Nutrition journal suggests new guidelines for egg consumption

We know eggs make a healthy, affordable and tasty meal — but now research has revealed just how many of them it is safe to eat in a week.

 

And in good news for lovers of a frittata or scramble, the American Journal of Clinical Nutrition found there were no adverse effects from having as many as 12 over seven days.

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The researchers found that weight loss was similar over a year for people on a low-egg (two a week) and a high-egg (12 a week) diet.

They discovered that even participants with Type 2 diabetes did not suffer adverse effects from eating a diet high in eggs such as inflammation, cardiometabolic risk levels or raised glucose levels.

beating egg with a fork, breakfast preparation for scrambled eggs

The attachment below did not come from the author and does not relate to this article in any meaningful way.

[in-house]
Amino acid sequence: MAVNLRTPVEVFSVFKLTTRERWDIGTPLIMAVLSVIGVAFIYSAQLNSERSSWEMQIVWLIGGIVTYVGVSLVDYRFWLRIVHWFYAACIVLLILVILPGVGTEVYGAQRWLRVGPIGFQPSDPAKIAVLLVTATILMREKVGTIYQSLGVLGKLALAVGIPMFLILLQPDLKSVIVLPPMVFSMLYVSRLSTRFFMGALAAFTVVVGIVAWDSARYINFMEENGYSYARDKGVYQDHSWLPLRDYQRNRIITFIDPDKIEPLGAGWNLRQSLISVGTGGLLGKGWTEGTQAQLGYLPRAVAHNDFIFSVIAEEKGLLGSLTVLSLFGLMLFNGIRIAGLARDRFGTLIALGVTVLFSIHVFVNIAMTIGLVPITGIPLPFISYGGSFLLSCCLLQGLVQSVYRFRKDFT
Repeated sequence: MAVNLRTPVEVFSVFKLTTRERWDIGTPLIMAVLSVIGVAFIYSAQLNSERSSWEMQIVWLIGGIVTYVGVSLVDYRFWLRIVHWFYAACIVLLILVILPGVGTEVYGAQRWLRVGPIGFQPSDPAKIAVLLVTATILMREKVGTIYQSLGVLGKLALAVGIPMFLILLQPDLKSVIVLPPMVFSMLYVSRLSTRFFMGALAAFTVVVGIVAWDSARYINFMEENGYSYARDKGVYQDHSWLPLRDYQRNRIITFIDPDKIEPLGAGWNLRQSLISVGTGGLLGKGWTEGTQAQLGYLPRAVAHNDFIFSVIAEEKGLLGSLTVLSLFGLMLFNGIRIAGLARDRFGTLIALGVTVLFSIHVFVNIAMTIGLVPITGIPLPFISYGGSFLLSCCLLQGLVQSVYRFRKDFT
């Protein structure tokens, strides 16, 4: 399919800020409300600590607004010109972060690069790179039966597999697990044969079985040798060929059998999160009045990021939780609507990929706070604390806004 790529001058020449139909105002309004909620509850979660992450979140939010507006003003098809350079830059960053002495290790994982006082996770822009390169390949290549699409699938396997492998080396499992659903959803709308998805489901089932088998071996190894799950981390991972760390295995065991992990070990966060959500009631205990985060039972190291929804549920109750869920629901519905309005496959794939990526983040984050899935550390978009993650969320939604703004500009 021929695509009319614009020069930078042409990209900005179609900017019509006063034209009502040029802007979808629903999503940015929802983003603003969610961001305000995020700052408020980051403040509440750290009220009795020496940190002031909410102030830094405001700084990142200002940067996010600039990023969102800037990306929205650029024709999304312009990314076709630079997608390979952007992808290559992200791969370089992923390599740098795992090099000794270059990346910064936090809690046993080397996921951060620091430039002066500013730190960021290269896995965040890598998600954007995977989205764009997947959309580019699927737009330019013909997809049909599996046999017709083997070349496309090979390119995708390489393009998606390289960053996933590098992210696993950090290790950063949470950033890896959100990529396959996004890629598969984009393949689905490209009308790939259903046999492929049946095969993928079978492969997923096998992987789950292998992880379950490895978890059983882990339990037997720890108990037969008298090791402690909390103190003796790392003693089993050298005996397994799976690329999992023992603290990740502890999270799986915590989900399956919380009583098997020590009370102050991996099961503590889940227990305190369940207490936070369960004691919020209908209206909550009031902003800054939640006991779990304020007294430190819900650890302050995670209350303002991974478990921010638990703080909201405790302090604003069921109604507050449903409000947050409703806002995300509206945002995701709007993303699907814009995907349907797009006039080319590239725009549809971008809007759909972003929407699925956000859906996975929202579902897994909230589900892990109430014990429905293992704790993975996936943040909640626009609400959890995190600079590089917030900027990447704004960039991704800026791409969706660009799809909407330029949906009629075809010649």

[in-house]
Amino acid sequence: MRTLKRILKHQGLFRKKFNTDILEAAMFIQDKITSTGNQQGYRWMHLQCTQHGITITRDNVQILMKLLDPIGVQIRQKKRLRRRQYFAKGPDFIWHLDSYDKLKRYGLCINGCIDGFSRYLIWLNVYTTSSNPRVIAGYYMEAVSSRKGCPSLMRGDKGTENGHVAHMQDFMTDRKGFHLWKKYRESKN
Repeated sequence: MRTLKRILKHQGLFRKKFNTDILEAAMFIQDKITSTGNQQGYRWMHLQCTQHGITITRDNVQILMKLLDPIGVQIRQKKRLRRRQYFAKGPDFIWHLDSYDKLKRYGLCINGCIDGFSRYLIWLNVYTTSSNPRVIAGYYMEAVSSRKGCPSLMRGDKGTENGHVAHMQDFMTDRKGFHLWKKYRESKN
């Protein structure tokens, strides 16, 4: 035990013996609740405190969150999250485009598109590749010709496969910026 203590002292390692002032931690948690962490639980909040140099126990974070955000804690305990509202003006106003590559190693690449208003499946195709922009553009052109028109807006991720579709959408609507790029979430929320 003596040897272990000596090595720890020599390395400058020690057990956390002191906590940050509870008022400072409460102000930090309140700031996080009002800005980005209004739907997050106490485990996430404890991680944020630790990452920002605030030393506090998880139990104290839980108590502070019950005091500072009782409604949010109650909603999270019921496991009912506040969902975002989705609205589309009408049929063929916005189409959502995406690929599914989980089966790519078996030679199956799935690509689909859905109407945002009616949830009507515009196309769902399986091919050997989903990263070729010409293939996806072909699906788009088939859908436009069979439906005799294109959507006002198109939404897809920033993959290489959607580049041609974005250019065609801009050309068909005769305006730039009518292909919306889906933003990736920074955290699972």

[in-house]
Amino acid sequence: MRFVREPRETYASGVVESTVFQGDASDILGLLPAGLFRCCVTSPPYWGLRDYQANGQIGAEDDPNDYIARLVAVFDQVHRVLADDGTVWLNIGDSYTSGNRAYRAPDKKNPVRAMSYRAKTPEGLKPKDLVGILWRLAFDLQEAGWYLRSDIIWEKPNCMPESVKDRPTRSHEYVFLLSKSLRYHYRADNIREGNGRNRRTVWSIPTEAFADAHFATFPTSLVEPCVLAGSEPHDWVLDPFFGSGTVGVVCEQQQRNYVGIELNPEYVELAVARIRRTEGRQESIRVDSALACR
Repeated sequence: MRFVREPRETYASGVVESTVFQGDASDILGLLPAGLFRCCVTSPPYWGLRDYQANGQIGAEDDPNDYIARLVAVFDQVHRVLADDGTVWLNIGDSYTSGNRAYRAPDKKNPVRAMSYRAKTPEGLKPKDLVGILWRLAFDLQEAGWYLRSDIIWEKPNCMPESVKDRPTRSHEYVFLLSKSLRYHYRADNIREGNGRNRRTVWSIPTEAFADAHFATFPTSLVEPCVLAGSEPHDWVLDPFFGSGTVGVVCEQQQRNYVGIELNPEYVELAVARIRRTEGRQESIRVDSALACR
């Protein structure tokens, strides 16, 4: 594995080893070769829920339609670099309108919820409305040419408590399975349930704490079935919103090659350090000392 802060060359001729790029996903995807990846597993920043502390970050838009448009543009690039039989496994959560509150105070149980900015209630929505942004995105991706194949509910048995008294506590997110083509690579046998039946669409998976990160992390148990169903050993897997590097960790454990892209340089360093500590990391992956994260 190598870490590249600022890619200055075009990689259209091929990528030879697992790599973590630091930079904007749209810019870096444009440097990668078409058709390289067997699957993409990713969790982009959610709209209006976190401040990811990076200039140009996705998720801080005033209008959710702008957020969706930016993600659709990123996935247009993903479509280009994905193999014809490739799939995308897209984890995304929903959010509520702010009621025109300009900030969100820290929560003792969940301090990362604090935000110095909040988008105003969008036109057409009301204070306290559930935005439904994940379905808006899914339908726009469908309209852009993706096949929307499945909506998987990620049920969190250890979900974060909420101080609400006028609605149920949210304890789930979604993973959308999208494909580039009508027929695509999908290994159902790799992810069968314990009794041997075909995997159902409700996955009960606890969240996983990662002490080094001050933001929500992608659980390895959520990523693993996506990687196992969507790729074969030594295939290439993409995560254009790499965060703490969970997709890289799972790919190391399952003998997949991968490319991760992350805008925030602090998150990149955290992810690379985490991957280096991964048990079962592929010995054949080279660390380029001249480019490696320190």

“A healthy diet based on population guidelines and including more eggs than currently recommended by some countries may be safely consumed,” the researchers said, noting that a dozen per week should be fine.  (iStock)

“A healthy diet based on population guidelines and including more eggs than currently recommended by some countries may be safely consumed,” concluded the researchers.

It has prompted a call for a review of the National Heart Foundation guidelines, which recommend just six eggs a week.

While eggs are high in fat, they are full of vitamins, minerals, protein and healthy omega-3 fats. The yolk is packed with nutrients, so there’s no need to opt for egg whites only.

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Eggs do not significantly raise cholesterol in the blood, the Mayo Clinic reports, and people who replace a grain-based breakfast with eggs have been found to eat fewer calories over the day.

Just don’t store them in your fridge door.

This article originally appeared on News.com.au.